For those like me who have no idea what to do with their life

Have you ever noticed how some people are practically born knowing what they’d like to do for the rest of their lives?

Well, maybe they’re not born knowing, but they know from a very early age. It’s as if they were genetically and instinctively predisposed towards a certain path in life. It just makes sense to them.

They naturally progress from one step to the next, always with that goal, that vision, fixed in their mind until they finally snuggle into it like a hand in a glove. It’s beautiful.

I’m not saying they have an easy life, mind you. Some of these people take on huge challenges and hardships to reach their goal. But all throughout their journey (or at least most of it) they have clarity.

Well, I’m definitely not one of those people. And since you’ve read the title of this article and decided to keep reading, I suspect you aren’t either.

I don’t resent these people, obviously. I swear, I couldn’t be happier for them. And that’s because I know how damnably frustrating, how maddening it is, to never have a proper calling; to go through life knowing you have skills, knowing that you could contribute something, but having no fucking clue what that something is going to be.

The best thing though, is the myriad bullshit advice you and I get regularly lumped with.


Well wow that’s smart, Einstein. I happen to also want to make a living. Additionally, it’s a very selfish thing to do.

For example, I’m a copywriter. When I get hired by a client, my copy is the result of my expertise combined with the client’s goals, needs and desires. I enjoy writing horror stories, but that’s NOT what my client hired me to do. If I “follow my dream” and give my client a horroy story, I’m gonna get fired.

And that takes me to the diametrically opposed piece of advice.


Honorable, but mostly conducive to a miserable life. Yes, there’s satisfaction in being of service to others. But ultimately, I (and I think you do too) need something that I can connect with — something that is meaningful. We need a sense of purpose and fulfillment.


Then there are the internet marketers.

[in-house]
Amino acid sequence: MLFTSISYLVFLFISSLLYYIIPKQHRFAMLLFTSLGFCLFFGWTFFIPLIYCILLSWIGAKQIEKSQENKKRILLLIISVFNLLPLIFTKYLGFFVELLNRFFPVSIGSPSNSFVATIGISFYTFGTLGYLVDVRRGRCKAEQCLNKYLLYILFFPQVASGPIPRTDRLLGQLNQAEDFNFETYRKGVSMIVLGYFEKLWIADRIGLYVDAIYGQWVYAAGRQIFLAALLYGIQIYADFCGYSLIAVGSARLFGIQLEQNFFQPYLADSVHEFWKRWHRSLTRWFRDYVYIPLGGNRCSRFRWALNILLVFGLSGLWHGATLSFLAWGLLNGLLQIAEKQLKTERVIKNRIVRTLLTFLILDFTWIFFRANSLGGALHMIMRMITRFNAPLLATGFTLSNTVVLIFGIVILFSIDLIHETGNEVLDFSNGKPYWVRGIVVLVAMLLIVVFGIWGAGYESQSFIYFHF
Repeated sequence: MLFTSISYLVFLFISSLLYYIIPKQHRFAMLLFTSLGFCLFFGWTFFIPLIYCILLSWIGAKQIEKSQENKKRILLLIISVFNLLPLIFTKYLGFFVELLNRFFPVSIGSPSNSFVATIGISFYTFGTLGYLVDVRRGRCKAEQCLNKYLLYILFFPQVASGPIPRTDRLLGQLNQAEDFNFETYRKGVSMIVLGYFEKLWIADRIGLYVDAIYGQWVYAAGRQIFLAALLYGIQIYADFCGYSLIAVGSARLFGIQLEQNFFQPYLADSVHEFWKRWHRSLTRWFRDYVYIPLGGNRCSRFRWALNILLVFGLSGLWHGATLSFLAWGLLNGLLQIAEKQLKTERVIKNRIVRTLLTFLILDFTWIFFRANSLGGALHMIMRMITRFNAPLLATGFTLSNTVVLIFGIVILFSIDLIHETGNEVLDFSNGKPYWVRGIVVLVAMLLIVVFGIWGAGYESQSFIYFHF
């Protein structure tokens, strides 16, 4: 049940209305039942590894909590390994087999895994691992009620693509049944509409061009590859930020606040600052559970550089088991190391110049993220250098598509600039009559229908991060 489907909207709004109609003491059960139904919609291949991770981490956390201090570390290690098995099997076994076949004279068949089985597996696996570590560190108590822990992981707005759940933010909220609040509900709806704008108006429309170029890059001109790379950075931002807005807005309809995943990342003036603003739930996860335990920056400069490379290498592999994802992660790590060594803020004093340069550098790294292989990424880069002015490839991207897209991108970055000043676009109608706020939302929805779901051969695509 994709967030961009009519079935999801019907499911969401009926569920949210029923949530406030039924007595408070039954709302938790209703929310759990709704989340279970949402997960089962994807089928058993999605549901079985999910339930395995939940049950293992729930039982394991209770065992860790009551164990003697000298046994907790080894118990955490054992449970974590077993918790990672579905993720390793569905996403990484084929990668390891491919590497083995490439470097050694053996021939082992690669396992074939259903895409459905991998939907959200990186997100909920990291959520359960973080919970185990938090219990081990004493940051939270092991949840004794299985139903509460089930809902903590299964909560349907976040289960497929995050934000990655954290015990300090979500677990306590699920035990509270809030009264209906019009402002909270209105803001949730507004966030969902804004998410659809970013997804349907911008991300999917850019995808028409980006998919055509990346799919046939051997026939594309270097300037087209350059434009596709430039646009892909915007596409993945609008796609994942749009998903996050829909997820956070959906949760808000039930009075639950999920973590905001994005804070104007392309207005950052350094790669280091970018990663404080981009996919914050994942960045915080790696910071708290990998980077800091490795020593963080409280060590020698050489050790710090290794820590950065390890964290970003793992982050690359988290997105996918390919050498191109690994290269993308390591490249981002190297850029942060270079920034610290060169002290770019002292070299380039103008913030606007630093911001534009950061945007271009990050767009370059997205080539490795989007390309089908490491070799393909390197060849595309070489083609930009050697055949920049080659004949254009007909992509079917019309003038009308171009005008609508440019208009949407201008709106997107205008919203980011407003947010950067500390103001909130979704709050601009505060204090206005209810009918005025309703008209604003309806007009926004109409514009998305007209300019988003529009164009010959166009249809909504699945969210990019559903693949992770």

“You’ve got a lot of skills. No employer will ever appreciate what you have or compensate you adequately for it. You have become unemployable. But that’s a good thing, because now you can start your own business. All you need to do is buy this course, and you’ll be making passive income in less than a month!”

Bloodsucking motherfuckers.

I’m not saying all people who sell online courses are like that. There are some genuine people out there —such as Ramit Sethi and Derek Halpern— who offer real value both in their free and in their paid material.

But for the most part, you and I are being fed the promise of a holy land that, while real, is far harder to reach than it is painted out to be, especially for people like us.

You see, the problem that you and I have, is that we have fallen in love with many ideas, but haven’t managed to find that mystical area where they all overlap, not just with each other, but also with what potential clients or employers might want, or need.

Our problem isn’t lack of skill. It’s not lack of focus. It’s a lack of self-awareness, a lack of self-discovery.

More importantly, we expect too much of ourselves. We demand that from day #1, whatever we do should be stellar work that overshadows any other effort in its likeness out there. And while it’s an admirable goal to have, the truth is that we’re not yet prepared for something like that.


For those of us who still haven’t discovered our true calling, the road is both bumpy and exciting. There’s a lot of exploration we need to do. But exploration involves playing with mud and getting our hands dirty. We need to play with each of our interests without fear of criticism or ridicule. That’s how we’ll be able to learn more about them, and finally find a place where they overlap and things make sense.